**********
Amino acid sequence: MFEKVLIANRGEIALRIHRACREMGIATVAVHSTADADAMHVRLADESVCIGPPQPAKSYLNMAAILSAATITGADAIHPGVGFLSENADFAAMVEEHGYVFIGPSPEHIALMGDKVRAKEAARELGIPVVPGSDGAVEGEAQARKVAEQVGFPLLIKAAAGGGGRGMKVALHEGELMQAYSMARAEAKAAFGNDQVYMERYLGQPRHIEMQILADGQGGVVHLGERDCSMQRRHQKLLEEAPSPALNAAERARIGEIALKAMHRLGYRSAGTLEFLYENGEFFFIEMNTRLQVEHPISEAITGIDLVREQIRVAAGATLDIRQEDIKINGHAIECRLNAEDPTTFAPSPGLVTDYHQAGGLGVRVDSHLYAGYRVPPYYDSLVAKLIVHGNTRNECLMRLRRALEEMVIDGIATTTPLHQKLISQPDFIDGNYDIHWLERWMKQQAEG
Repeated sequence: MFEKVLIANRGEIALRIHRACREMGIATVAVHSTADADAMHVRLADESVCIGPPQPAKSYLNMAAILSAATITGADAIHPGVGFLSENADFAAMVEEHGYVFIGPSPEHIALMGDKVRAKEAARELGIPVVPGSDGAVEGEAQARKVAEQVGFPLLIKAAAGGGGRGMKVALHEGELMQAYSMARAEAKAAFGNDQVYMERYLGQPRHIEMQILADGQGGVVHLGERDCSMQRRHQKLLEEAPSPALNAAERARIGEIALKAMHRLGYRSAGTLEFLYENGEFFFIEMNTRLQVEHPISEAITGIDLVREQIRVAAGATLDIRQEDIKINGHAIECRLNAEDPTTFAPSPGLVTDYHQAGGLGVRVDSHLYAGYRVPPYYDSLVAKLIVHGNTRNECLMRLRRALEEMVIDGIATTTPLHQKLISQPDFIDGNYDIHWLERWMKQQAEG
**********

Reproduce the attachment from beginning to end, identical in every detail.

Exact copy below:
Amino acid sequence: MFEKVLIANRGEIALRIHRACREMGIATVAVHSTADADAMHVRLADESVCIGPPQPAKSYLNMAAILSAATITGADAIHPGVGFLSENADFAAMVEEHGYVFIGPSPEHIALMGDKVRAKEAARELGIPVVPGSDGAVEGEAQARKVAEQVGFPLLIKAAAGGGGRGMKVALHEGELMQAYSMARAEAKAAFGNDQVYMERYLGQPRHIEMQILADGQGGVVHLGERDCSMQRRHQKLLEEAPSPALNAAERARIGEIALKAMHRLGYRSAGTLEFLYENGEFFFIEMNTRLQVEHPISEAITGIDLVREQIRVAAGATLDIRQEDIKINGHAIECRLNAEDPTTFAPSPGLVTDYHQAGGLGVRVDSHLYAGYRVPPYYDSLVAKLIVHGNTRNECLMRLRRALEEMVIDGIATTTPLHQKLISQPDFIDGNYDIHWLERWMKQQAEG
Repeated sequence: MFEKVLIANRGEIALRIHRACREMGIATVAVHSTADADAMHVRLADESVCIGPPQPAKSYLNMAAILSAATITGADAIHPGVGFLSENADFAAMVEEHGYVFIGPSPEHIALMGDKVRAKEAARELGIPVVPGSDGAVEGEAQARKVAEQVGFPLLIKAAAGGGGRGMKVALHEGELMQAYSMARAEAKAAFGNDQVYMERYLGQPRHIEMQILADGQGGVVHLGERDCSMQRRHQKLLEEAPSPALNAAERARIGEIALKAMHRLGYRSAGTLEFLYENGEFFFIEMNTRLQVEHPISEAITGIDLVREQIRVAAGATLDIRQEDIKINGHAIECRLNAEDPTTFAPSPGLVTDYHQAGGLGVRVDSHLYAGYRVPPYYDSLVAKLIVHGNTRNECLMRLRRALEEMVIDGIATTTPLHQKLISQPDFIDGNYDIHWLERWMKQQAEG